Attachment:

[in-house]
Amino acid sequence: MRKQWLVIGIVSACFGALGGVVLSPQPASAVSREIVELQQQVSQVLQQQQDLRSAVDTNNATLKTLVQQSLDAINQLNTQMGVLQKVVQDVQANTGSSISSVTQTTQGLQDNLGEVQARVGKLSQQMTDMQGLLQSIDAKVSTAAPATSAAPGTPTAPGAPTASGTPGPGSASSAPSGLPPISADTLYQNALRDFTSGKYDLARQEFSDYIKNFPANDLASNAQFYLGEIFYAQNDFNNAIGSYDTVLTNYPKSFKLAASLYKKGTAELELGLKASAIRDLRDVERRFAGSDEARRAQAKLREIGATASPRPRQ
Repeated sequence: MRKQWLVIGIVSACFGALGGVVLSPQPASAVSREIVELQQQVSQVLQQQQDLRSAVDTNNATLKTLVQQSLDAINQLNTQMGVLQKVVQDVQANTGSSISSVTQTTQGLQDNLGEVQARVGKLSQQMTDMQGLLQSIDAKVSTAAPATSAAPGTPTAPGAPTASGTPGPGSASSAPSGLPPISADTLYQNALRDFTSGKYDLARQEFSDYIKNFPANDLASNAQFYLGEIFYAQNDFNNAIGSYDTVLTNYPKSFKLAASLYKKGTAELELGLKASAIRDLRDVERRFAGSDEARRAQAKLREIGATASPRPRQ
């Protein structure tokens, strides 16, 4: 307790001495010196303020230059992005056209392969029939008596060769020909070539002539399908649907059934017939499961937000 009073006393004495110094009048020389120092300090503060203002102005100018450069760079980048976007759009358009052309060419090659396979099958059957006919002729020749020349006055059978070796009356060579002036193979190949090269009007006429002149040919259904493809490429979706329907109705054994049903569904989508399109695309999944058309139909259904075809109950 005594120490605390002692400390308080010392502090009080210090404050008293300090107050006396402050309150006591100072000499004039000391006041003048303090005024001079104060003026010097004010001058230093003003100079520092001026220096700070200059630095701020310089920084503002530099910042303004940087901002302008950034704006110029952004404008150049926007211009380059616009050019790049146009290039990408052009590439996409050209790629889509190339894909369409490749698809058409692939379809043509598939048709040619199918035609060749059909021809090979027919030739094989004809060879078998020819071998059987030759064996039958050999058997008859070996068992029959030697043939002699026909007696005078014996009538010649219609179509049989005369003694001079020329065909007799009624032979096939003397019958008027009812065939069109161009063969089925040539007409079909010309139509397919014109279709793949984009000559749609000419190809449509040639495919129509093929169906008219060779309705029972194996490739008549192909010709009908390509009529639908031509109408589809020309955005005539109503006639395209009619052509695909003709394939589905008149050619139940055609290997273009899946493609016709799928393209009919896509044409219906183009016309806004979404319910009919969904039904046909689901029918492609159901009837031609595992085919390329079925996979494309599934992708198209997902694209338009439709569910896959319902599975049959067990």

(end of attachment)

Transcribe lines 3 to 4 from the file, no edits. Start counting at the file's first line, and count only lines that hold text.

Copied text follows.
Repeated sequence: MRKQWLVIGIVSACFGALGGVVLSPQPASAVSREIVELQQQVSQVLQQQQDLRSAVDTNNATLKTLVQQSLDAINQLNTQMGVLQKVVQDVQANTGSSISSVTQTTQGLQDNLGEVQARVGKLSQQMTDMQGLLQSIDAKVSTAAPATSAAPGTPTAPGAPTASGTPGPGSASSAPSGLPPISADTLYQNALRDFTSGKYDLARQEFSDYIKNFPANDLASNAQFYLGEIFYAQNDFNNAIGSYDTVLTNYPKSFKLAASLYKKGTAELELGLKASAIRDLRDVERRFAGSDEARRAQAKLREIGATASPRPRQ
């Protein structure tokens, strides 16, 4: 307790001495010196303020230059992005056209392969029939008596060769020909070539002539399908649907059934017939499961937000 009073006393004495110094009048020389120092300090503060203002102005100018450069760079980048976007759009358009052309060419090659396979099958059957006919002729020749020349006055059978070796009356060579002036193979190949090269009007006429002149040919259904493809490429979706329907109705054994049903569904989508399109695309999944058309139909259904075809109950 005594120490605390002692400390308080010392502090009080210090404050008293300090107050006396402050309150006591100072000499004039000391006041003048303090005024001079104060003026010097004010001058230093003003100079520092001026220096700070200059630095701020310089920084503002530099910042303004940087901002302008950034704006110029952004404008150049926007211009380059616009050019790049146009290039990408052009590439996409050209790629889509190339894909369409490749698809058409692939379809043509598939048709040619199918035609060749059909021809090979027919030739094989004809060879078998020819071998059987030759064996039958050999058997008859070996068992029959030697043939002699026909007696005078014996009538010649219609179509049989005369003694001079020329065909007799009624032979096939003397019958008027009812065939069109161009063969089925040539007409079909010309139509397919014109279709793949984009000559749609000419190809449509040639495919129509093929169906008219060779309705029972194996490739008549192909010709009908390509009529639908031509109408589809020309955005005539109503006639395209009619052509695909003709394939589905008149050619139940055609290997273009899946493609016709799928393209009919896509044409219906183009016309806004979404319910009919969904039904046909689901029918492609159901009837031609595992085919390329079925996979494309599934992708198209997902694209338009439709569910896959319902599975049959067990």